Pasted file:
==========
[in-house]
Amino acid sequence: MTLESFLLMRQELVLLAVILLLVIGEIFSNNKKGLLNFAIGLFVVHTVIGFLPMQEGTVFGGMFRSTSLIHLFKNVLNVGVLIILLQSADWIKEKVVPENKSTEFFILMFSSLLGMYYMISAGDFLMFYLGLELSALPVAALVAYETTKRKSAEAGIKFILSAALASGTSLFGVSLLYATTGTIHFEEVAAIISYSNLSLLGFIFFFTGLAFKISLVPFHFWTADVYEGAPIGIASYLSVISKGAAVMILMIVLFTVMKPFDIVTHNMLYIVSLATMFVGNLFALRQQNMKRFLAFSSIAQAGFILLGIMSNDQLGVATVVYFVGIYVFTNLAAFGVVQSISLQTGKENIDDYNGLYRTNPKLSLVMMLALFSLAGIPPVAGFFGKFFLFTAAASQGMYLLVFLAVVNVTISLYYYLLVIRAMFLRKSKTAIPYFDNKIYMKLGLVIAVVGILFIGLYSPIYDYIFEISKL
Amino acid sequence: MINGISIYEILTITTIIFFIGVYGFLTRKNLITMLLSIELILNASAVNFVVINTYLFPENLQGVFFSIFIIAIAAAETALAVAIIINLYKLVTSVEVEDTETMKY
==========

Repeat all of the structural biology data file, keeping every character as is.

[in-house]
Amino acid sequence: MTLESFLLMRQELVLLAVILLLVIGEIFSNNKKGLLNFAIGLFVVHTVIGFLPMQEGTVFGGMFRSTSLIHLFKNVLNVGVLIILLQSADWIKEKVVPENKSTEFFILMFSSLLGMYYMISAGDFLMFYLGLELSALPVAALVAYETTKRKSAEAGIKFILSAALASGTSLFGVSLLYATTGTIHFEEVAAIISYSNLSLLGFIFFFTGLAFKISLVPFHFWTADVYEGAPIGIASYLSVISKGAAVMILMIVLFTVMKPFDIVTHNMLYIVSLATMFVGNLFALRQQNMKRFLAFSSIAQAGFILLGIMSNDQLGVATVVYFVGIYVFTNLAAFGVVQSISLQTGKENIDDYNGLYRTNPKLSLVMMLALFSLAGIPPVAGFFGKFFLFTAAASQGMYLLVFLAVVNVTISLYYYLLVIRAMFLRKSKTAIPYFDNKIYMKLGLVIAVVGILFIGLYSPIYDYIFEISKL
Amino acid sequence: MINGISIYEILTITTIIFFIGVYGFLTRKNLITMLLSIELILNASAVNFVVINTYLFPENLQGVFFSIFIIAIAAAETALAVAIIINLYKLVTSVEVEDTETMKY